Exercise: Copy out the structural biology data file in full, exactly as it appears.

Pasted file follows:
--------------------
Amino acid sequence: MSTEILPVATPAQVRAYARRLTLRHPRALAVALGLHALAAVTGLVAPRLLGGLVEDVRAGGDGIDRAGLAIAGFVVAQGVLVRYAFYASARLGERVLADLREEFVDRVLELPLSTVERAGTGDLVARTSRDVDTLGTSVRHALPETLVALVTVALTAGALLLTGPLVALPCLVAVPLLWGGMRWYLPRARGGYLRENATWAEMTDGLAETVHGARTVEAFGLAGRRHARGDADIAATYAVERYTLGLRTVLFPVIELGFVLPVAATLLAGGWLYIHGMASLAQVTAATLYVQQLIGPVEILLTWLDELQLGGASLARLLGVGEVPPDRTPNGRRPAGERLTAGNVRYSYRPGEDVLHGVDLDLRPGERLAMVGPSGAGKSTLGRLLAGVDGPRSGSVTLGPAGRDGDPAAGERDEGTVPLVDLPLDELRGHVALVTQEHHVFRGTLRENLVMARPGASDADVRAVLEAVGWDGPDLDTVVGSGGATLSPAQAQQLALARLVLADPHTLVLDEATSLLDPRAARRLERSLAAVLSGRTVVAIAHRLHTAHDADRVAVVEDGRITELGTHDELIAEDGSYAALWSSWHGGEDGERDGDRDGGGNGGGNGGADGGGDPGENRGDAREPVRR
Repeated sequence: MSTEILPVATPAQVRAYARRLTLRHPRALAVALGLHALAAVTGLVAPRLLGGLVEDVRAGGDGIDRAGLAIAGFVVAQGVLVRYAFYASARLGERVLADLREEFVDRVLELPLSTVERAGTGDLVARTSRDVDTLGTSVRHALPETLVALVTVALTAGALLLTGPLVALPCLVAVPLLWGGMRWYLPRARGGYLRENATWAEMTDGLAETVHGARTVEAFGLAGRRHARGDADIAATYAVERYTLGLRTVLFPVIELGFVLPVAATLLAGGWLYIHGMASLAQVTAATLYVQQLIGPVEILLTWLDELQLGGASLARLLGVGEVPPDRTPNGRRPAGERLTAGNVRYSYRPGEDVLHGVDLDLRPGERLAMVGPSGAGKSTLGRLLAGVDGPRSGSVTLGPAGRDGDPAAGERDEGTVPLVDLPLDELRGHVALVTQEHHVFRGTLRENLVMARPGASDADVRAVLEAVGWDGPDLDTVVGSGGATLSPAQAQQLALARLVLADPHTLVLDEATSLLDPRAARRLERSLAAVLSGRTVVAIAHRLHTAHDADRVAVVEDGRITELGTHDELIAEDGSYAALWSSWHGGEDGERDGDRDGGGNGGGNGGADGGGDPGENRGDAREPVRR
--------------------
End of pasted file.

Amino acid sequence: MSTEILPVATPAQVRAYARRLTLRHPRALAVALGLHALAAVTGLVAPRLLGGLVEDVRAGGDGIDRAGLAIAGFVVAQGVLVRYAFYASARLGERVLADLREEFVDRVLELPLSTVERAGTGDLVARTSRDVDTLGTSVRHALPETLVALVTVALTAGALLLTGPLVALPCLVAVPLLWGGMRWYLPRARGGYLRENATWAEMTDGLAETVHGARTVEAFGLAGRRHARGDADIAATYAVERYTLGLRTVLFPVIELGFVLPVAATLLAGGWLYIHGMASLAQVTAATLYVQQLIGPVEILLTWLDELQLGGASLARLLGVGEVPPDRTPNGRRPAGERLTAGNVRYSYRPGEDVLHGVDLDLRPGERLAMVGPSGAGKSTLGRLLAGVDGPRSGSVTLGPAGRDGDPAAGERDEGTVPLVDLPLDELRGHVALVTQEHHVFRGTLRENLVMARPGASDADVRAVLEAVGWDGPDLDTVVGSGGATLSPAQAQQLALARLVLADPHTLVLDEATSLLDPRAARRLERSLAAVLSGRTVVAIAHRLHTAHDADRVAVVEDGRITELGTHDELIAEDGSYAALWSSWHGGEDGERDGDRDGGGNGGGNGGADGGGDPGENRGDAREPVRR
Repeated sequence: MSTEILPVATPAQVRAYARRLTLRHPRALAVALGLHALAAVTGLVAPRLLGGLVEDVRAGGDGIDRAGLAIAGFVVAQGVLVRYAFYASARLGERVLADLREEFVDRVLELPLSTVERAGTGDLVARTSRDVDTLGTSVRHALPETLVALVTVALTAGALLLTGPLVALPCLVAVPLLWGGMRWYLPRARGGYLRENATWAEMTDGLAETVHGARTVEAFGLAGRRHARGDADIAATYAVERYTLGLRTVLFPVIELGFVLPVAATLLAGGWLYIHGMASLAQVTAATLYVQQLIGPVEILLTWLDELQLGGASLARLLGVGEVPPDRTPNGRRPAGERLTAGNVRYSYRPGEDVLHGVDLDLRPGERLAMVGPSGAGKSTLGRLLAGVDGPRSGSVTLGPAGRDGDPAAGERDEGTVPLVDLPLDELRGHVALVTQEHHVFRGTLRENLVMARPGASDADVRAVLEAVGWDGPDLDTVVGSGGATLSPAQAQQLALARLVLADPHTLVLDEATSLLDPRAARRLERSLAAVLSGRTVVAIAHRLHTAHDADRVAVVEDGRITELGTHDELIAEDGSYAALWSSWHGGEDGERDGDRDGGGNGGGNGGADGGGDPGENRGDAREPVRR